In the center of the Afghan capital Kabul, an attacker stormed a temple of the Sikh religion on Wednesday, killing at least 25 people. In addition, at least eight people were injured, a spokesman for the Interior Ministry said. The attacker was killed by special forces after several hours of fighting. Initially, the authorities had assumed that there were several offenders. The terrorist militia Islamic State (IS) claimed the attack through its mouthpiece Amak.
According to the authorities, the attacker took several dozen people hostage in the temple that morning. Around 80 people, including many women and children, have been liberated by the security forces. A representative of the Sikh and Hindu community in the Afghan parliament had previously spoken of around 150 to 200 hostages.
An eyewitness told the German Press Agency how a uniformed attacker entered the building and first killed a security guard before firing grenades. “At the moment of the attack, about 25 children in the temple had just started their religious studies. I tried to track the attacker. But my brother forced me to go to another room. We then locked the room, ”said the man, who claimed to have lost four family members in the attack.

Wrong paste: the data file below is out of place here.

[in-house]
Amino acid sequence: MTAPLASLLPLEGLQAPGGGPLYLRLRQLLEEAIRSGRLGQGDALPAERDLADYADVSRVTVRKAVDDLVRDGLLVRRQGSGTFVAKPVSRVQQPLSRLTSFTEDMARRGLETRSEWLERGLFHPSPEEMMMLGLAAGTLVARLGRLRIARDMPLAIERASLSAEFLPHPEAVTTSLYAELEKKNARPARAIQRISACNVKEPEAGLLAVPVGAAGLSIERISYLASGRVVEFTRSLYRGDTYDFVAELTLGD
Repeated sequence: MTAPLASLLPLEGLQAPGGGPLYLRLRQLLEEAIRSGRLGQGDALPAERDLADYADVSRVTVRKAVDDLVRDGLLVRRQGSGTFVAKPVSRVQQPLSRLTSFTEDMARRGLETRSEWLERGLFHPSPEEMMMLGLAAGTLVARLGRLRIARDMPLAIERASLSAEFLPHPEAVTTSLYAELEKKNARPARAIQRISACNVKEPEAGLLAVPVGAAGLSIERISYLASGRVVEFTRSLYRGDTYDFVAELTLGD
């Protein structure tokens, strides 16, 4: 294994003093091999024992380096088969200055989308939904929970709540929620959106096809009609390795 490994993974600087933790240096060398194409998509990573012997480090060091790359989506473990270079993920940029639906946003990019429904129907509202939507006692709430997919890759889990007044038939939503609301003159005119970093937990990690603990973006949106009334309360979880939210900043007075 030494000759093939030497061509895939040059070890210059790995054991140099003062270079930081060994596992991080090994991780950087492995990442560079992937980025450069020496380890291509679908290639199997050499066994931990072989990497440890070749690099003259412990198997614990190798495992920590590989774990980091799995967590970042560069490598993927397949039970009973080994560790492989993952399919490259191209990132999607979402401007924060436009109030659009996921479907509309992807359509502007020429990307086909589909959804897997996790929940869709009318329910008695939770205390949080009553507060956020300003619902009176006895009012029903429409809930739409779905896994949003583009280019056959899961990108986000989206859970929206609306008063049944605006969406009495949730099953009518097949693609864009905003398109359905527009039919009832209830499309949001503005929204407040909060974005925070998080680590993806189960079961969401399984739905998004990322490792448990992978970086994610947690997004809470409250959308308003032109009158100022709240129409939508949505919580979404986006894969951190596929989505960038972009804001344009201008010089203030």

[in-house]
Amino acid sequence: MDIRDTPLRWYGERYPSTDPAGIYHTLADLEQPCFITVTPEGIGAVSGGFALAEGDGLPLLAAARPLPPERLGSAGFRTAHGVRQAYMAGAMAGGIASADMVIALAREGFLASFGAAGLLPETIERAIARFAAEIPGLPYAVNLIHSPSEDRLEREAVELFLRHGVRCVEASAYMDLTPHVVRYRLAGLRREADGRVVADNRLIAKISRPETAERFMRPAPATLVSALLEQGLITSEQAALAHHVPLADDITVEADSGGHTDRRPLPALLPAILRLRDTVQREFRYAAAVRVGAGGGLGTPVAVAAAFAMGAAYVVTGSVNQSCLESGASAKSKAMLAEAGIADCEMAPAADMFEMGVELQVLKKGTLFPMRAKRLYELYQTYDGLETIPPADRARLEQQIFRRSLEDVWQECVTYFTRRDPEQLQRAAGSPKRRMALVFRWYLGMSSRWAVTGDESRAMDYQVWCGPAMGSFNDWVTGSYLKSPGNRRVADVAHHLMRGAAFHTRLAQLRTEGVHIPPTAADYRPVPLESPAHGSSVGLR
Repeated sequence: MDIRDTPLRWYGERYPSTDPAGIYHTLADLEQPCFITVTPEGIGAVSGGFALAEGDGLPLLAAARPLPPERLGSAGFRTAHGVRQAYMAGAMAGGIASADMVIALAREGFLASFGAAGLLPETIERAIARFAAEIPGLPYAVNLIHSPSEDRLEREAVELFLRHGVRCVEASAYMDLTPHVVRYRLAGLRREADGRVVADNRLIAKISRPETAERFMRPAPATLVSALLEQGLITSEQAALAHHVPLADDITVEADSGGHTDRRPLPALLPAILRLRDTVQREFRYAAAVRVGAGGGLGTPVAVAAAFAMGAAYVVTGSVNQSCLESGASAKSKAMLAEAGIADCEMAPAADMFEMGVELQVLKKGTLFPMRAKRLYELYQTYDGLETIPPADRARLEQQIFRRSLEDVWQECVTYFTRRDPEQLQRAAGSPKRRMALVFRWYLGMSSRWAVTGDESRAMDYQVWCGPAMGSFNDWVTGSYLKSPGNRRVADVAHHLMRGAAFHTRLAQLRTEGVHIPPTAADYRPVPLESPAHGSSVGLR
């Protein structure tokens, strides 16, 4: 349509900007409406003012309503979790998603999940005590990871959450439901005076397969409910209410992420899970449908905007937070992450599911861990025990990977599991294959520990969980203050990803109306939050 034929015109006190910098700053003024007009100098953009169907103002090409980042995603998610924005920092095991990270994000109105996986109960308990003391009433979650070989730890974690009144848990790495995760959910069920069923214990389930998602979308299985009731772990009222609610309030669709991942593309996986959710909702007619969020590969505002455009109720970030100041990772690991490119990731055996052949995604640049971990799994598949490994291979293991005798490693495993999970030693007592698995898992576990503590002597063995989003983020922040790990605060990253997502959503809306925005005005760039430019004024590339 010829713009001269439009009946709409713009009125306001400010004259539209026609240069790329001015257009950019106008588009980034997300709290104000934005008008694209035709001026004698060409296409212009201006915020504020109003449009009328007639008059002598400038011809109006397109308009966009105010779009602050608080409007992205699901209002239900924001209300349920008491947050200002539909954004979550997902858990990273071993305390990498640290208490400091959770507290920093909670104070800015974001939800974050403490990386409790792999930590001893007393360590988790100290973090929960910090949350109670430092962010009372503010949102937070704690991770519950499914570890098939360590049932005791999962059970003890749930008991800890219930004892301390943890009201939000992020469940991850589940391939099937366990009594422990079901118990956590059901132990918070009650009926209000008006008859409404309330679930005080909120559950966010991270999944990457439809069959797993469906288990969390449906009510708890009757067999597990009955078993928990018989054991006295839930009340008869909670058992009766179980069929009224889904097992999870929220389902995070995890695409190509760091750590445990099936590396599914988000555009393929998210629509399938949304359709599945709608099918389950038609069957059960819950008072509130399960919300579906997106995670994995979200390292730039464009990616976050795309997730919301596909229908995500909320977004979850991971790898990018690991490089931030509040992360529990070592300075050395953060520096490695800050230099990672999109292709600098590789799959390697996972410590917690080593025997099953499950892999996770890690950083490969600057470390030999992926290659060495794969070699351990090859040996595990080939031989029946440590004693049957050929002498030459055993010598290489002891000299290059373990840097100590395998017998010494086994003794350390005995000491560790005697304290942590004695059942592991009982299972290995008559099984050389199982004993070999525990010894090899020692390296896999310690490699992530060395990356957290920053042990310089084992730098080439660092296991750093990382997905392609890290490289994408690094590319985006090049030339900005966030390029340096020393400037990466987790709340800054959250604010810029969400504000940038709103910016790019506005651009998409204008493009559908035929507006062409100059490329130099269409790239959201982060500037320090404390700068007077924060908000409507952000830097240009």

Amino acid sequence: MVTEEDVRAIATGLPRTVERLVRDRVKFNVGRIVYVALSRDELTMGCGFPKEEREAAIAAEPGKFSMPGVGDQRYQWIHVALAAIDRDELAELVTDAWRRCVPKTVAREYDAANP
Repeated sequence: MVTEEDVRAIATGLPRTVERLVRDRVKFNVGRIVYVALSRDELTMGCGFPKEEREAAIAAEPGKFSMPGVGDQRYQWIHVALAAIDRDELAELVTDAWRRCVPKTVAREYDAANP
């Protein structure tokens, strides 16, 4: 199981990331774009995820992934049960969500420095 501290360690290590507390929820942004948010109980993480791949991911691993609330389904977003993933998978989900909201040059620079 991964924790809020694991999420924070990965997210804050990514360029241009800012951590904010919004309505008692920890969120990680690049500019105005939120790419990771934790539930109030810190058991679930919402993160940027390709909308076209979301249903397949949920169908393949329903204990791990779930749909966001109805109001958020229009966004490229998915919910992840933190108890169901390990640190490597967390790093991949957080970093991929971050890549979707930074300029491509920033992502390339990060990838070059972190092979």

Taliban don't want to be responsible
The militant Islamist Taliban had already denied in the morning that they were responsible for the attack, as Taliban spokesman Sabihullah Mujahid said on Twitter.
Senior officials blamed the Hakkani network for the attack, according to government officials. A few days ago, the security forces had received information from the intelligence services that the militant Islamic group was planning attacks on Indian targets.
The head of the Hakkani network, Siradschuddin Hakkani, had recently spoken out in favor of a political solution to the conflict in Afghanistan and an end to the killing. He is also Vice-Chief of the Taliban. The Hakkani network is responsible for some of the cruellest attacks in Afghanistan.
The Indian Ministry of Foreign Affairs strongly condemned the act. “Such cowardly attacks on the religious places of prayer of the minority community, especially at this time of the Covid 19 pandemic, reflect the diabolical thinking of the perpetrators and their backers,” it said in a press release.
In 2018, at least 19 people were killed in a suicide attack on the Sikh community by the Islamic State terror militia in the eastern province of Nangarhar. Many followers of the Sikh religion originating from India then left the country. Today, according to politicians, only about 1,000 Sikhs still live in Afghanistan. (dpa)